Whether your business is a corporation, a sole proprietorship or a limited liability company, you can buy a company car or several cars. You can even transfer your own car to LLC ownership while driving it for personal use, provided you follow all the rules. It's possible that keeping your car and using it part-time for business will work out just as well.
How LLCs Work
Businesses incorporate to protect the owners' personal assets from the company's creditors. Setting up an LLC does the same thing, but with less paperwork. If your business is an LLC, creditors can seize business assets, but not your personal property, as long as you separate your business and personal finances. An LLC can have multiple members or just one. Normally the owners pay taxes on business profits, but they can opt to have the LLC pay tax like a C or S corporation.
Buying a Car
There are several ways for an LLC to buy a company car. If the business has enough cash and good enough credit, it can buy a car outright. You can transfer ownership of your own car as part of your capital contribution in setting up the company. Or you can sell your car to the company later.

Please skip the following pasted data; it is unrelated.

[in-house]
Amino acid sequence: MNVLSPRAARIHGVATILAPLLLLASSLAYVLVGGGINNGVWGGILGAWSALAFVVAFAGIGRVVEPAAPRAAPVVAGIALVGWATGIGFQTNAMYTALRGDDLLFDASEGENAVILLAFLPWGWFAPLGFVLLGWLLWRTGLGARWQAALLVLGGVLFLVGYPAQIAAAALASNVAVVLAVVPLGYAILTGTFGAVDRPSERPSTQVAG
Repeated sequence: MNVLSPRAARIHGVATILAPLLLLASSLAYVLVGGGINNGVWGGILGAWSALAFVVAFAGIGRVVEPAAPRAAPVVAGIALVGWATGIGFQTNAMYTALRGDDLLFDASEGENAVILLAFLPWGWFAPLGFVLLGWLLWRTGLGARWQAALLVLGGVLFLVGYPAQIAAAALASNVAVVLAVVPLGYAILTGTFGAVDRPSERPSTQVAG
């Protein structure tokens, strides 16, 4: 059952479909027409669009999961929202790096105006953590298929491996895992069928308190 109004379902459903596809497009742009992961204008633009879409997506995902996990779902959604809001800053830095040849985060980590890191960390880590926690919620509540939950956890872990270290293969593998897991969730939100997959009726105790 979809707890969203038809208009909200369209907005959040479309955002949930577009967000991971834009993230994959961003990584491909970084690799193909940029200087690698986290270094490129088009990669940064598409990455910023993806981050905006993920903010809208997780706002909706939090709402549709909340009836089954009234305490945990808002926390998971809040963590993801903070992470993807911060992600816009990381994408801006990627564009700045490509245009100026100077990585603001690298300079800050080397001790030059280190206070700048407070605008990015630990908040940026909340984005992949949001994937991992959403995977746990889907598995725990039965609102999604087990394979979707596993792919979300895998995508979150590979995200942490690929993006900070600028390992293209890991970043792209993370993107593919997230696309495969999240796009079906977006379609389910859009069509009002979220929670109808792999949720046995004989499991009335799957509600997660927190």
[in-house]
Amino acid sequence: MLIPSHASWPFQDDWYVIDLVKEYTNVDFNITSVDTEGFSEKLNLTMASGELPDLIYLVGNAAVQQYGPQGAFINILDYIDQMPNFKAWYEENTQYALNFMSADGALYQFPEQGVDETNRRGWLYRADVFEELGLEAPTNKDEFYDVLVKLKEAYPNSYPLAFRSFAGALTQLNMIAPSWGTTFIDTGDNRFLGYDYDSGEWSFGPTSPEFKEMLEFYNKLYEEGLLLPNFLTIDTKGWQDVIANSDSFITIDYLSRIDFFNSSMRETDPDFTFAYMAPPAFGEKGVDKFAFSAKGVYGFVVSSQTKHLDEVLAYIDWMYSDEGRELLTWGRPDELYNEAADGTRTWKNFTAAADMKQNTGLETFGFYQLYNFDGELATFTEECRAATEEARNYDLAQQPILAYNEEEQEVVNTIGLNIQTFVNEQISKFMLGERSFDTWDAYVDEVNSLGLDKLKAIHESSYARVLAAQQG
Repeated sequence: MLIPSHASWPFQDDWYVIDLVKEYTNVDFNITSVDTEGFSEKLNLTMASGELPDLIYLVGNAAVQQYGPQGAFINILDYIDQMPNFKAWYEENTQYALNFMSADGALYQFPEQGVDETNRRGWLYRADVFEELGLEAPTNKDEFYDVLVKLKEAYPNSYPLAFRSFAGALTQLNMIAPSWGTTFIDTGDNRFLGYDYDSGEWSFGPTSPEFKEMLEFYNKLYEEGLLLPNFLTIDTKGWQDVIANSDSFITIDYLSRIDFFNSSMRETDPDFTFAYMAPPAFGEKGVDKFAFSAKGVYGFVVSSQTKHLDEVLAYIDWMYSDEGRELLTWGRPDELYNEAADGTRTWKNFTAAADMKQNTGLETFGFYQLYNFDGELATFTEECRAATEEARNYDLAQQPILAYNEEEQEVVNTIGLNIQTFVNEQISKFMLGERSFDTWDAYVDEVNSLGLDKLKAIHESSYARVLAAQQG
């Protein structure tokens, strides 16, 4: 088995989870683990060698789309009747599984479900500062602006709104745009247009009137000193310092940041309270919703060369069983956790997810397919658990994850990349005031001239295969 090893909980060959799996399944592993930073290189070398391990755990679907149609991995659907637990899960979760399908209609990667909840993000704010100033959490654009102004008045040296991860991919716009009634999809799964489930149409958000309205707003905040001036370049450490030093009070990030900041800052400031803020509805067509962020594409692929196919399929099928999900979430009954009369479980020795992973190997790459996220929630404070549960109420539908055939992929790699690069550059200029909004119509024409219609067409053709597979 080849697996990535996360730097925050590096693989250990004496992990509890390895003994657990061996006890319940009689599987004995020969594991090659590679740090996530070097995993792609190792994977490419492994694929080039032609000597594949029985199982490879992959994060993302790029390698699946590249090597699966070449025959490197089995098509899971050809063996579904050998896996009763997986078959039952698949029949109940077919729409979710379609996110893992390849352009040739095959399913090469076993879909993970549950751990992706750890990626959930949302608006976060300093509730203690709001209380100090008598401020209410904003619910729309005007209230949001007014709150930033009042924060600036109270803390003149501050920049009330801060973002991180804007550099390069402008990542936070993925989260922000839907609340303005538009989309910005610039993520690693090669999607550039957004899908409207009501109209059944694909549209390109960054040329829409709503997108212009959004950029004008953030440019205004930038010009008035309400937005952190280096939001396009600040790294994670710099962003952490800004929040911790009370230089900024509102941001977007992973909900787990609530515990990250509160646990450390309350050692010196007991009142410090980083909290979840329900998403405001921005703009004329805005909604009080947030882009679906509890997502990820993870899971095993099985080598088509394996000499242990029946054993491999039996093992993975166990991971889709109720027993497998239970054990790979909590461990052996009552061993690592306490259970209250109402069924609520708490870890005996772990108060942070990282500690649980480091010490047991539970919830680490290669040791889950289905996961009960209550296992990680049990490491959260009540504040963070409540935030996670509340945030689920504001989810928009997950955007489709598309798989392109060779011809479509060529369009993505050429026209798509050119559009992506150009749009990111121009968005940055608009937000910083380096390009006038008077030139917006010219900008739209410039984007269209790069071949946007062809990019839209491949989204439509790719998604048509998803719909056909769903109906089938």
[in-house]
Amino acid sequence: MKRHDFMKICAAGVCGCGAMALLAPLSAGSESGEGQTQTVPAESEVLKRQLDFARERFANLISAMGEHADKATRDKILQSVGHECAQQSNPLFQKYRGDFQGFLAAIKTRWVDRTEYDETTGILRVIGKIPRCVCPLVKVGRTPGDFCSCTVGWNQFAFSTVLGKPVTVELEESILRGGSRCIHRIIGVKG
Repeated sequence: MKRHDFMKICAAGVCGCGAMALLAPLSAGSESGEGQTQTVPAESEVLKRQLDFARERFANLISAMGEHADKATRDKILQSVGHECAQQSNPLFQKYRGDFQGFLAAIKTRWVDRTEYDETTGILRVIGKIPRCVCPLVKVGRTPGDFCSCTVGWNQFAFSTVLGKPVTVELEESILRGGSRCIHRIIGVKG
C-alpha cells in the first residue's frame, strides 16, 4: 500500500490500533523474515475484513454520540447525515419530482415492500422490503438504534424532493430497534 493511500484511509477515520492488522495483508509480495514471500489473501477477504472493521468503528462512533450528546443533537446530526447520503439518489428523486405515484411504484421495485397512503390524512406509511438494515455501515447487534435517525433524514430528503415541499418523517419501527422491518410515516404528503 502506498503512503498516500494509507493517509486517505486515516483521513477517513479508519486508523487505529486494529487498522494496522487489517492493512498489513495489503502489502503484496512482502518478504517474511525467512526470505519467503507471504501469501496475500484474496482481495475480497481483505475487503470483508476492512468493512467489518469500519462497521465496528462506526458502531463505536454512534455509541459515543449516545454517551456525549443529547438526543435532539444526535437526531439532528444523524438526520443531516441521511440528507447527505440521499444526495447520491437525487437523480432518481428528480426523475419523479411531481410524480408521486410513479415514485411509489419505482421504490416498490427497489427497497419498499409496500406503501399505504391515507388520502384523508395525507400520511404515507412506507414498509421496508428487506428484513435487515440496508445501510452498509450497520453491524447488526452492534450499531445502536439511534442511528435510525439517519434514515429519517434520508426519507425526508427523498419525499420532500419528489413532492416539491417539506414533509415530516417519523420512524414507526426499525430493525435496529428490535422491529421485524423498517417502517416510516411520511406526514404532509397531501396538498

If you contribute a car as part of the start-up, you don't get any money back. If you sell the car you get money but you have to report the payment as taxable income. Either way, your capital contribution or your sale has to be at the car's fair market value. If it's only worth $10,000, you can get into trouble selling it to your company for more, even if you're the only LLC member.
Personal Or Business
An LLC can claim a flat per-mile rate for business driving, set by the IRS every year. The alternative is to claim actual expenses such as gas, repairs, maintenance and depreciation. In most cases, the write-off isn't that different either way, but the per-mile method is a lot easier, requiring less paperwork.
If you set up your LLC as a partnership or a one-member company, you report your share of business income and expenses on Schedule C. If you use your own car for work, you can simply write off the business mileage or a percentage of your automobile expenses. If the LLC is set up as a corporation, it's trickier to use your own car. You have to ask the company to reimburse you, just as you would any employer.
If the LLC buys a car, or you transfer your own vehicle to the LLC's control, you can drive the company car for personal use. Use of a company car, however, is a taxable fringe benefit. You'll have to set a realistic value on driving the car and treat that as taxable income.
Fraser Sherman has written about every aspect of business: how to start one, how to keep one in the black, the best business structure, the details of financial statements. He's also run a couple of small businesses of his own. He lives in Durham NC with his awesome wife and two wonderful dogs. His website is frasersherman.com